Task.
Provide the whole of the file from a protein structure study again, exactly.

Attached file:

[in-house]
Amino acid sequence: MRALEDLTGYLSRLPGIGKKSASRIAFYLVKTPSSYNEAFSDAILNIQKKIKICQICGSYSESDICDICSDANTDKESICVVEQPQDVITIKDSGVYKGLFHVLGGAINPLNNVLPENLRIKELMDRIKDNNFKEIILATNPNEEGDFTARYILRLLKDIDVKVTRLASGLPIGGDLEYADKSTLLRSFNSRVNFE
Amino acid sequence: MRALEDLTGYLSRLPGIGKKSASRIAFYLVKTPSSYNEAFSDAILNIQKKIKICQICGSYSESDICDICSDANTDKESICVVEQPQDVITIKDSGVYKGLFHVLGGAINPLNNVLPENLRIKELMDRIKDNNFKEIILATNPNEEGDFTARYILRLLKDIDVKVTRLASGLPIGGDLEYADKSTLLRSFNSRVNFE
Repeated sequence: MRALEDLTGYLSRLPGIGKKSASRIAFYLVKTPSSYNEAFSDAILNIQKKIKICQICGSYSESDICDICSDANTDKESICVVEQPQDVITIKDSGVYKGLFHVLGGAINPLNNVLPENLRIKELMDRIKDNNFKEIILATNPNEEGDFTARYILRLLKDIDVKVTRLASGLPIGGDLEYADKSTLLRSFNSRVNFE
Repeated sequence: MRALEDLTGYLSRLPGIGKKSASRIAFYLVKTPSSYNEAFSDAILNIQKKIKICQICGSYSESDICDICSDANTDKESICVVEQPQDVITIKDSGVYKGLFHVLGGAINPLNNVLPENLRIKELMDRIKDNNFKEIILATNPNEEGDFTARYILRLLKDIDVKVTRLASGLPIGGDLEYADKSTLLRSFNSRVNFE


[in-house]
Amino acid sequence: MRALEDLTGYLSRLPGIGKKSASRIAFYLVKTPSSYNEAFSDAILNIQKKIKICQICGSYSESDICDICSDANTDKESICVVEQPQDVITIKDSGVYKGLFHVLGGAINPLNNVLPENLRIKELMDRIKDNNFKEIILATNPNEEGDFTARYILRLLKDIDVKVTRLASGLPIGGDLEYADKSTLLRSFNSRVNFE
Amino acid sequence: MRALEDLTGYLSRLPGIGKKSASRIAFYLVKTPSSYNEAFSDAILNIQKKIKICQICGSYSESDICDICSDANTDKESICVVEQPQDVITIKDSGVYKGLFHVLGGAINPLNNVLPENLRIKELMDRIKDNNFKEIILATNPNEEGDFTARYILRLLKDIDVKVTRLASGLPIGGDLEYADKSTLLRSFNSRVNFE
Repeated sequence: MRALEDLTGYLSRLPGIGKKSASRIAFYLVKTPSSYNEAFSDAILNIQKKIKICQICGSYSESDICDICSDANTDKESICVVEQPQDVITIKDSGVYKGLFHVLGGAINPLNNVLPENLRIKELMDRIKDNNFKEIILATNPNEEGDFTARYILRLLKDIDVKVTRLASGLPIGGDLEYADKSTLLRSFNSRVNFE
Repeated sequence: MRALEDLTGYLSRLPGIGKKSASRIAFYLVKTPSSYNEAFSDAILNIQKKIKICQICGSYSESDICDICSDANTDKESICVVEQPQDVITIKDSGVYKGLFHVLGGAINPLNNVLPENLRIKELMDRIKDNNFKEIILATNPNEEGDFTARYILRLLKDIDVKVTRLASGLPIGGDLEYADKSTLLRSFNSRVNFE